…it seems principally intended to conceal those assets from federal law enforcement. Depending on, among other things, the client’s intent, the client’s request for assistance in establishing offshore bank accounts to receive the proceeds of the business may very well fall into the forbidden category as well. If the lawyer knows that the client expects forbidden assistance, the lawyer must advise the client of the limitations on the lawyer’s conduct imposed by the Rules of Professional Conduct and the State Bar Act. Rule 1.4(a)(4).

A second factual issue treated by the Opinion is whether a lawyer would be ethically permitted to take a financial interest in the client’s cannabis business as a fee. Here, again, the Opinion states that such an arrangement would be impermissible:

[T]he protections of rule 1.2.1 and Comment [6] do not extend to the client’s proposal to compensate the lawyer for rendering legal services by giving the lawyer an interest in the client’s business in lieu of fees. Simply put, those provisions cannot be read to authorize a lawyer to acquire an interest in a cannabis business, or to participate on an ongoing basis in such a business, if such acquisition or participation violates federal criminal law. As explained above, the terms of rule 1.2.1 and Comment [6], read together, permit lawyers to “counsel” or “assist” clients whose cannabis-related business activities may violate federal law. Both the text of rule and the text of the Comment are concerned exclusively with the scope of prohibited and permitted counseling and assistance. Neither says anything about whether a lawyer may invest in or otherwise participate in such a business. While there is an argument that the California regulatory and disciplinary policies reflected in rule 1.2.1 and Comment [6] would be advanced by permitting lawyers to accept this form of compensation for legal services, the Rules themselves do not enact that permission.

It is likely that many lawyers, both in California and out, will disagree with the Opinion on both of these factual points and how Rule 1.2.1 should be interpreted.

At the present time, there exists great uncertainty in many states about the ethical implications of representing cannabis industry clients. Because California is both one of the largest and wealthiest states in the U.S. and because its cannabis industry is also among the largest in the nation, lawyers, judges, and courts, and legislatures are sure to take great interest in Opinion 2020-202. Any lawyer intending to take on clients in this industry should familiarize herself with this new advisory opinion.

It would also be wise to consult these less recent, but still thoroughly instructive, sources on the subject:

Peter Joy & Kevin C. McMunigal, “Lawyers, Marijuana, and Ethics,” Washington University Research Paper Series Paper No. 17-12-01 (December 2017), online at;

Hayley Hollis, “Cannabis Law, The Constitution, and the ABA Model Rules,” Lewis & Clark Law Review, vol. 23:3 (2019), 1063-1075, online at

Tech Tip
Anti-virus Selection

by Matthew Beal, JD, MCSE, MCP, A+, SEC+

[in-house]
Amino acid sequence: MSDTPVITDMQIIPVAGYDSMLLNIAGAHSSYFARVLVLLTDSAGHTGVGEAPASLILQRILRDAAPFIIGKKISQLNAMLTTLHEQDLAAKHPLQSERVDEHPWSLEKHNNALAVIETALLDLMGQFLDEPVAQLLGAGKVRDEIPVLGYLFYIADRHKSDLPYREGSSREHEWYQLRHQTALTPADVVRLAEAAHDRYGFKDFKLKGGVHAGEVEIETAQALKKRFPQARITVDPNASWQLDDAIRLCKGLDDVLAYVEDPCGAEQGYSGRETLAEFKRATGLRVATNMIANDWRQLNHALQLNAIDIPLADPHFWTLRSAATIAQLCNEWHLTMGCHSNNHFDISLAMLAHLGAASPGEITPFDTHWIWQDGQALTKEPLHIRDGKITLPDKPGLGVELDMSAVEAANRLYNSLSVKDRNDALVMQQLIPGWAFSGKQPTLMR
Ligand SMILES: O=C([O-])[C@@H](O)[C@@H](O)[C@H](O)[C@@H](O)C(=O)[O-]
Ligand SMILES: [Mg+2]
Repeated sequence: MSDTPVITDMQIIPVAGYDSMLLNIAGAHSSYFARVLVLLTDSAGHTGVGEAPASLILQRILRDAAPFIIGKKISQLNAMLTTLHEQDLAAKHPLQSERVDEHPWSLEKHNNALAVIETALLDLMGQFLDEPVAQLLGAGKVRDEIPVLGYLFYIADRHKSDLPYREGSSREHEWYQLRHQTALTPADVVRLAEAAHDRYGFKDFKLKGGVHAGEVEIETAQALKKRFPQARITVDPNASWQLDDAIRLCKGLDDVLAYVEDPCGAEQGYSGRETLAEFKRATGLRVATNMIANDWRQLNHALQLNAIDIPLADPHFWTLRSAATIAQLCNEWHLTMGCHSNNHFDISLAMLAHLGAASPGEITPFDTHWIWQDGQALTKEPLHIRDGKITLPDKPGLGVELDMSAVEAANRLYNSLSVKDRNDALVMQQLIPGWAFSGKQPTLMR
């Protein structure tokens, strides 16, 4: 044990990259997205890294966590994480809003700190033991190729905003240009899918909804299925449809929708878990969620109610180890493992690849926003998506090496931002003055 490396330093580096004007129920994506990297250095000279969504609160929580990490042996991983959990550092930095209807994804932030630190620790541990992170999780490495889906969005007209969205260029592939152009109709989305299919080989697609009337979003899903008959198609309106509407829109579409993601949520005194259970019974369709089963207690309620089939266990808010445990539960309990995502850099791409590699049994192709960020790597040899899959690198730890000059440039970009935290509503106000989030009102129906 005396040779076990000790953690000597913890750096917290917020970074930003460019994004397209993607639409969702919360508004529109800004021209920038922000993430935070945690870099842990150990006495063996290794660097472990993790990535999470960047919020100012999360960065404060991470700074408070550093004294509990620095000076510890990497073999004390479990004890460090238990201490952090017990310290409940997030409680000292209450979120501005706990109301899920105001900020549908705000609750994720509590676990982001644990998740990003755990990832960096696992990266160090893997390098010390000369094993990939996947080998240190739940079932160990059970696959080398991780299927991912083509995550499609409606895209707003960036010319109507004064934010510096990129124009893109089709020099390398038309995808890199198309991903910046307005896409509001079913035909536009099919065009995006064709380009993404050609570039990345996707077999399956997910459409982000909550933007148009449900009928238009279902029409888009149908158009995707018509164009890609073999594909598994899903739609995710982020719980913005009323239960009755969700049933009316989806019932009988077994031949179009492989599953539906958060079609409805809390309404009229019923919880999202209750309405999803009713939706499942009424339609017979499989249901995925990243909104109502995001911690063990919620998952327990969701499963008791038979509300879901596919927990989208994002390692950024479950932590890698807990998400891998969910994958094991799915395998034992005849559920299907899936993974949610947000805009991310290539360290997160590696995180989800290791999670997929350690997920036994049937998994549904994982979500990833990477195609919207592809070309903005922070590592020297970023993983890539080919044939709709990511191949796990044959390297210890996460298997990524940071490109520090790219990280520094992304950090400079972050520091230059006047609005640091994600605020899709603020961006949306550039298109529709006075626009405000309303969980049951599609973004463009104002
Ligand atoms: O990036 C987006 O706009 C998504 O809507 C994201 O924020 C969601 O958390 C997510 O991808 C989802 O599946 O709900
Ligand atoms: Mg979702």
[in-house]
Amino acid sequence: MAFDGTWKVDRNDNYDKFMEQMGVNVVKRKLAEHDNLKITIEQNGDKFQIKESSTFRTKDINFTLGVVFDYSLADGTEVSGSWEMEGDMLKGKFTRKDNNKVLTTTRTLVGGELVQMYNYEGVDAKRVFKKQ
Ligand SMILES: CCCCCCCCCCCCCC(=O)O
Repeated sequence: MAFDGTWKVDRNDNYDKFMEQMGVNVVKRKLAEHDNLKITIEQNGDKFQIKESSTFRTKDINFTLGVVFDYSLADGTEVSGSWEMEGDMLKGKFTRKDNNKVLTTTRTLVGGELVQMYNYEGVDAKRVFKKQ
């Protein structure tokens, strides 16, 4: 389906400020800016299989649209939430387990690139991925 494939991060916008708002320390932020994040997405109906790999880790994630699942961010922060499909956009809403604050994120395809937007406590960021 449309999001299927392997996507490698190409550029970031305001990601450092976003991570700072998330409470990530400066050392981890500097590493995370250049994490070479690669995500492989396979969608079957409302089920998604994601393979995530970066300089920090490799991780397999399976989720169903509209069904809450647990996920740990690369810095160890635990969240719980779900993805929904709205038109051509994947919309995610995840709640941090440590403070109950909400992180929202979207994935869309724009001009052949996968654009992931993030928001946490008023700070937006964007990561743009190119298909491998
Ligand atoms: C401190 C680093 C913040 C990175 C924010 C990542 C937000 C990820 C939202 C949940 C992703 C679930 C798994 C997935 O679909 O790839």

As discussed in a previous column, the protection of client information on a lawyer’s computer requires a reasonable effort to protect that data. Protection of a computer and its contents can be thought of as a multi-layered process. The first layer is the physical security. The second layer is software protection. This Tech Tip will discuss that second layer—the measures attorneys should implement to protect and secure the information on their devices.

A robust anti-virus application should be maintained as part of the security used to protect your computer and access to client information stored on it.

A virus is an application or process that allows unapproved activities to occur on your computer. These programs can be installed without the user’s permission or awareness and can be used to carry out unauthorized activities such as scouring your device for specific information or taking over the operation of the computer for unauthorized external use. An anti-virus program attempts to prevent this interference by monitoring the computer’s activity and comparing it to the expected processes of the computer. Because any computer that accesses the internet is vulnerable to this sort of intrusion, anti-virus programs are an essential part of a secure computing environment.

With both Windows and IOS systems, the operating system itself inserts a layer of protection that acts as an anti-virus. Web browsing programs such as Google’s Chrome browser also have processes that monitor a computer for virus-like activities and then attempt to intercede or otherwise prevent the inappropriate activity from happening. While these programs provide a general layer of security, an anti-virus program typically will offer more robust options and a significantly higher level of protection. This protection is established through a more vigorous inspection of new and changed files—often through the comparison of a files checksum (a unique value assigned to a file based on an algorithm), isolation of computer activities that allow the program to test for inappropriate activities, and direct comparison of known master file processes.

Often, a computer will come with a program preinstalled that simply requires a subscription. These pre-installed anti-virus applications are typically tightly integrated into the operating system’s core functionality, which generally means the program is easier to use—though its impact on the speed and functionality of the computer may be significant. But a subscription-based anti-virus application may not be necessary for all needs; there are some very good free programs.

Selecting an appropriate anti-virus program for your computer does not need to be intimidating. Factors to be considered include the impact the program has on the functionality of the computer, how the features of the anti-virus program mesh with your approach to managing your computer, and the source of the anti-virus program.

For some users, an anti-virus program that significantly impairs the speed or functionality of the computer is an unacceptable impact on usability. It is not unusual for an anti-virus program to slow down a computer’s boot up time as the program runs its processes. Anti-virus programs frequently update their database of known viruses, so, if you are on a limited data plan, when or how this update occurs may be an important consideration.